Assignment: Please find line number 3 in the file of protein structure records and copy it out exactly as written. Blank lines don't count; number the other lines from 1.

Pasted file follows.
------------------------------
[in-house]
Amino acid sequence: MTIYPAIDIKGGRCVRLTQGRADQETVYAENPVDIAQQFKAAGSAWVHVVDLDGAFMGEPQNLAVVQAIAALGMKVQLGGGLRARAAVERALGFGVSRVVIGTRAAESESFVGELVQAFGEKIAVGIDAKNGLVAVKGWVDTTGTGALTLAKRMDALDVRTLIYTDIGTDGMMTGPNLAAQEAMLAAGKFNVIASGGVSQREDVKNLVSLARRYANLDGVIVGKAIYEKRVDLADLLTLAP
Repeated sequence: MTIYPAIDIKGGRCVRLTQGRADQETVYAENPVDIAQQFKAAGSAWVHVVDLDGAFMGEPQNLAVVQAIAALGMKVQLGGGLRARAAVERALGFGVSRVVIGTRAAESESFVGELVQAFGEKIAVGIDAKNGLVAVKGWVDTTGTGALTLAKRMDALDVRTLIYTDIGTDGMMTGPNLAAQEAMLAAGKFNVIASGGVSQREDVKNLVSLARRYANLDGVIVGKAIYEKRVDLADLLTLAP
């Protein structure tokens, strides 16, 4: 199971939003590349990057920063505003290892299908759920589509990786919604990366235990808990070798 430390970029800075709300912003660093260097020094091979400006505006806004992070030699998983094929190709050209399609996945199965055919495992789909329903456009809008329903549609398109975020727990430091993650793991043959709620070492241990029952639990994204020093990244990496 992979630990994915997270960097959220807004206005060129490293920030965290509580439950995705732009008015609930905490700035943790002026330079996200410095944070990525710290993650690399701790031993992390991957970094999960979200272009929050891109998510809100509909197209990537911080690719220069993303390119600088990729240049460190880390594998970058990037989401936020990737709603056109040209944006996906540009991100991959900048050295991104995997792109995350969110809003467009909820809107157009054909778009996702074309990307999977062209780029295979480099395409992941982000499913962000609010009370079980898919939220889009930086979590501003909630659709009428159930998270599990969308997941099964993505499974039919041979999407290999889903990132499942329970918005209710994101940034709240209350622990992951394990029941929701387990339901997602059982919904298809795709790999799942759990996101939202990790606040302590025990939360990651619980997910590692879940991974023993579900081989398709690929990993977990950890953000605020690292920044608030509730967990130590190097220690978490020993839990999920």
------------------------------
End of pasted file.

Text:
Repeated sequence: MTIYPAIDIKGGRCVRLTQGRADQETVYAENPVDIAQQFKAAGSAWVHVVDLDGAFMGEPQNLAVVQAIAALGMKVQLGGGLRARAAVERALGFGVSRVVIGTRAAESESFVGELVQAFGEKIAVGIDAKNGLVAVKGWVDTTGTGALTLAKRMDALDVRTLIYTDIGTDGMMTGPNLAAQEAMLAAGKFNVIASGGVSQREDVKNLVSLARRYANLDGVIVGKAIYEKRVDLADLLTLAP